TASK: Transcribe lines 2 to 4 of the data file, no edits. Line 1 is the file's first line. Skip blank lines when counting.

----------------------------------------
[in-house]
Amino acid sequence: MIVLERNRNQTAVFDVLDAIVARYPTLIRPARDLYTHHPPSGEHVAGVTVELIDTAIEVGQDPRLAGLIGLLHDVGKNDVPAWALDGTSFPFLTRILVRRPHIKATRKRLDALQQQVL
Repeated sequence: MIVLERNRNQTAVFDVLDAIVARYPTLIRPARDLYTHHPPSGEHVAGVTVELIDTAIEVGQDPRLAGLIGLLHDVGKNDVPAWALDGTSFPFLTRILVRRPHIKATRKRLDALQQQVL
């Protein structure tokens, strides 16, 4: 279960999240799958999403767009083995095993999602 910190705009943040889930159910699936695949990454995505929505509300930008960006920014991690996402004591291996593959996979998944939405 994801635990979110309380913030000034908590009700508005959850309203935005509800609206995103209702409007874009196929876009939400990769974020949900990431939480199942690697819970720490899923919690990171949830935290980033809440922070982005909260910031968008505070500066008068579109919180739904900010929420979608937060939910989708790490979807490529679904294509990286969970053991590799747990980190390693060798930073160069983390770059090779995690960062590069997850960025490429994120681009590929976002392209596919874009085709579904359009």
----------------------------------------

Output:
Amino acid sequence: MIVLERNRNQTAVFDVLDAIVARYPTLIRPARDLYTHHPPSGEHVAGVTVELIDTAIEVGQDPRLAGLIGLLHDVGKNDVPAWALDGTSFPFLTRILVRRPHIKATRKRLDALQQQVL
Repeated sequence: MIVLERNRNQTAVFDVLDAIVARYPTLIRPARDLYTHHPPSGEHVAGVTVELIDTAIEVGQDPRLAGLIGLLHDVGKNDVPAWALDGTSFPFLTRILVRRPHIKATRKRLDALQQQVL
């Protein structure tokens, strides 16, 4: 279960999240799958999403767009083995095993999602 910190705009943040889930159910699936695949990454995505929505509300930008960006920014991690996402004591291996593959996979998944939405 994801635990979110309380913030000034908590009700508005959850309203935005509800609206995103209702409007874009196929876009939400990769974020949900990431939480199942690697819970720490899923919690990171949830935290980033809440922070982005909260910031968008505070500066008068579109919180739904900010929420979608937060939910989708790490979807490529679904294509990286969970053991590799747990980190390693060798930073160069983390770059090779995690960062590069997850960025490429994120681009590929976002392209596919874009085709579904359009």